The other thing you can do to decrease the total amount of head impacts that athlete experiences is by changing how they practice and how they play. Almost two-thirds of these head impacts occur in practices, so it’s hard to necessarily justify all the types of drills that lead to these head impacts that athletes are experiencing.
G: What happens if a concussion or brain injury goes untreated?
DD: It puts people at risk for subsequent and worse brain injuries. A concussion is an injury to the brain that results in a metabolic imbalance between what the brain needs to function and what the brain can receive. During the time period immediately after the concussion, there’s what we call a window of vulnerability, where the brain tissue is still recovering, and a subsequent hit to the head during that period can prolong or worsen the injury itself. When an athlete is not properly being evaluated and treated for concussion, they can be at higher risk for persistent post-concussion syndrome, which is when the symptoms of the concussion take months or even years to resolve.
One of the other things that’s often overlooked when it comes to untreated concussions is that you’re not just at higher risk for injuries to your brain, but you’re also at higher risk for injuries to the rest of your body. For example, an athlete with an untreated concussion is at about three times higher risk of an orthopedic injury. That’s because the brain isn’t functioning the way it should, so their reaction time is slower and their balance and proprioception are off.
G: What should we know about Chronic Traumatic Encephalopathy (CTE)?
DD: When athletes — or anyone — are getting hit in the head repeatedly, there can be a buildup of a toxic protein in their brain that can lead to neuronal cell death. When that process starts, it can lead to a neurodegenerative disease that progresses as an athlete continues. So, the problems associated with this toxic protein don’t really show up for decades later. When we talk about athletes who have memory problems, attention problems, concentration problems later in life and pass away with dementia, we’re finding that the underlying process in their brain is CTE, which is a neurodegenerative disease process. When we find things like NFL players are at a 10 times higher risk of dying from dementia than other athletes, the disease process that is thought to be responsible is CTE.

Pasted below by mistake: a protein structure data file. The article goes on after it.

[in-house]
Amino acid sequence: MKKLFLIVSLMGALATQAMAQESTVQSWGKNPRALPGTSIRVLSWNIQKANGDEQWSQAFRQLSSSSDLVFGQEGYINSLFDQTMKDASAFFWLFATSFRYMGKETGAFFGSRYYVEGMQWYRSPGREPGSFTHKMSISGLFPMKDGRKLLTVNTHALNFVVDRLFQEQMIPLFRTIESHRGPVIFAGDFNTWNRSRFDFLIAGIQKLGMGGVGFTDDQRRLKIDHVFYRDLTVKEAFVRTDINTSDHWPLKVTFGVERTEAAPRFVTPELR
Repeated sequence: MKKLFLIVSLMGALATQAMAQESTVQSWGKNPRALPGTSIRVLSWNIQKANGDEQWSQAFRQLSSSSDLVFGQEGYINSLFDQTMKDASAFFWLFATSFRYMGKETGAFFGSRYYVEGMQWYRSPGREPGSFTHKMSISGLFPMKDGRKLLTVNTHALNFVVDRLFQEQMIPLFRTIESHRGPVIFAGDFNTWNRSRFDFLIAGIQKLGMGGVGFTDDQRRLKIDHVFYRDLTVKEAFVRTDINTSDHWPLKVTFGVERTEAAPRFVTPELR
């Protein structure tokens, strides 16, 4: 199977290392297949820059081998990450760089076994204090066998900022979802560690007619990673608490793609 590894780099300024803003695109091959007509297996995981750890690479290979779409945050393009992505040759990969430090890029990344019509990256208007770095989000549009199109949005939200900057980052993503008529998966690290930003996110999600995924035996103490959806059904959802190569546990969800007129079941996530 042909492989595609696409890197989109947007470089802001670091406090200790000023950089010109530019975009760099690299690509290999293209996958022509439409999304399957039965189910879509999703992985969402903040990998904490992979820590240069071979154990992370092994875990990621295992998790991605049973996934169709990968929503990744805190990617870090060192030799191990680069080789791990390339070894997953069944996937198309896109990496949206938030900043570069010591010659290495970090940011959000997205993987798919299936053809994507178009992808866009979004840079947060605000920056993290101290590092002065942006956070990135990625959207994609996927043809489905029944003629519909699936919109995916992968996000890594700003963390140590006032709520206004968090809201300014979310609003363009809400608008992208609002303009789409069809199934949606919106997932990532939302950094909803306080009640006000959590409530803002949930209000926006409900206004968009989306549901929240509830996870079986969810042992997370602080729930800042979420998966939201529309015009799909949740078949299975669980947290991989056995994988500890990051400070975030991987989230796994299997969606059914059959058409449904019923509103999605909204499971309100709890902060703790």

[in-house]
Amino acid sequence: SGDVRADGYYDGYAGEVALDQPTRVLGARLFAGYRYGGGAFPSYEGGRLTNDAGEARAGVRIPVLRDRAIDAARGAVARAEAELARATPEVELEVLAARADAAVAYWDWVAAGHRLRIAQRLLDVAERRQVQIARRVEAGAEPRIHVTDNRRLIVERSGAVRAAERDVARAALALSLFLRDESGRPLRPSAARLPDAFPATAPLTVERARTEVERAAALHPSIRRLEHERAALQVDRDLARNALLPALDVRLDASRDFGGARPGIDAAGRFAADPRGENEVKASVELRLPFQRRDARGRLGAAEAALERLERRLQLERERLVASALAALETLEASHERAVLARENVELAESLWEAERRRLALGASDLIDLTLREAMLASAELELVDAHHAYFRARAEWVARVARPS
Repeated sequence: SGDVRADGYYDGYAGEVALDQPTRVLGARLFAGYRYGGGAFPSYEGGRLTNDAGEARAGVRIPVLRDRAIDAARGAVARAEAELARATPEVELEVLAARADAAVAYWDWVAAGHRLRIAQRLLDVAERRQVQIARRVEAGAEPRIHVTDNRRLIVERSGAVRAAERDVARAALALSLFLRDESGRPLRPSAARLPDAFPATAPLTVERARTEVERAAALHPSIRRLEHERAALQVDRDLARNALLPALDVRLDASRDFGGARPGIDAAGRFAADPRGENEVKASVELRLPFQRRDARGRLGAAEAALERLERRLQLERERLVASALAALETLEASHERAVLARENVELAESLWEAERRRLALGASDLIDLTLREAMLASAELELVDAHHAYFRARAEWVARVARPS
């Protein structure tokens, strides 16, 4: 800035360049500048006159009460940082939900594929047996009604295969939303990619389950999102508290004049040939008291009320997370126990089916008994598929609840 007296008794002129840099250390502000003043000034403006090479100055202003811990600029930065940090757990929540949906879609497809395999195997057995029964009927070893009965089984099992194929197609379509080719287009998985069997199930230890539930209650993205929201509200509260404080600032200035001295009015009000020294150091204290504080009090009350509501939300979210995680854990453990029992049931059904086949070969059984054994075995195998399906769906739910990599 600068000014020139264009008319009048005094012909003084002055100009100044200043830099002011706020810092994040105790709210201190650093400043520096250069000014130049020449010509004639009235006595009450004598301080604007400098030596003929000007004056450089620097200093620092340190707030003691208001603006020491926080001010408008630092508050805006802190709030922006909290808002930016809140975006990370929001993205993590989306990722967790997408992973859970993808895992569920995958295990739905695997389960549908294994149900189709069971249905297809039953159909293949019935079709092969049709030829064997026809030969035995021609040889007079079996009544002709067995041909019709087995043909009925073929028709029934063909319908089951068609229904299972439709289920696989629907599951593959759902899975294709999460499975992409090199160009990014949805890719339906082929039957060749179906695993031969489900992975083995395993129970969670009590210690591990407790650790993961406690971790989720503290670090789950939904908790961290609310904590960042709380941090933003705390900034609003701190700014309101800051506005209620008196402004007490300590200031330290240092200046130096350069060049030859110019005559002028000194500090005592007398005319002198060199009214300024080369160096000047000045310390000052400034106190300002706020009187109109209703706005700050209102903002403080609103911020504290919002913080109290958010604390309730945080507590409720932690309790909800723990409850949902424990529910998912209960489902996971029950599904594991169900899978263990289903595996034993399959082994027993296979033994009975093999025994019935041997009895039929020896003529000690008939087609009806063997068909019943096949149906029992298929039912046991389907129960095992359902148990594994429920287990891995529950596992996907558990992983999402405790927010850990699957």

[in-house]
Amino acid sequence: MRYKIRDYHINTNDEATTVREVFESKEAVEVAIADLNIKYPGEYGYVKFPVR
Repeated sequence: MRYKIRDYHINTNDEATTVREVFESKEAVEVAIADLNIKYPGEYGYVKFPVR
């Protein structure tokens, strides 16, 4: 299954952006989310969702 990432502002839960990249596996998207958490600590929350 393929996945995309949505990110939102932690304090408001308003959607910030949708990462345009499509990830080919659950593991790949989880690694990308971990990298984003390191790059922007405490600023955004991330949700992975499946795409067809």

G: Is there anything misleading that the NFL or other sports organizations say to protect themselves?
DD: The NFL, at least, is letting athletes know that there are risks associated with these head impacts. There are posters up in the locker rooms. We might discuss the extent to which the NFL is appropriately conveying these risks, but they are at least acknowledging that there is a risk. This puts them in contrast to other sports organizations, including the NCAA, which to date still has not acknowledged an association between head impacts sustained by its athletes and problems later in life.
Thankfully, many of the misconceptions on concussions fortunately have been dispelled — including the idea that getting knocked out is something required to have a concussion or that having loss of consciousness means that the concussion is worse. We are increasingly realizing those ideas are not the case. The way to determine whether a concussion is severe or not is based on how long it takes for an individual to recover from a concussion.
G: What about head injuries in other sports? Are there any we would be surprised to hear put players at particularly high risk?
DD: One of the sports most associated with head impacts that people might not think about is cheerleading. Many of these athletes are involved in maneuvers that involve height and velocity. Any contact or collision sport puts individuals at risk of concussion. Sports like hockey, boxing and soccer are associated with many repetitive head impacts. Soccer athletes, in fact, are found to have higher rates of dementia later in life than one might expect from a sport that’s not considered to be a high-contact sport.
Because most of the focus when it comes to head injuries in sports has been on football — and, to a lesser extent, hockey — these other sports get less attention. I can’t speak to whether the organizations themselves have been proactive about ensuring the health and safety of their athletes, but I know that from a societal standpoint, female athlete [dominated] sports have gotten a lot less attention and focus than male dominated sports.
Thanks to Brett Zach for copy editing this article.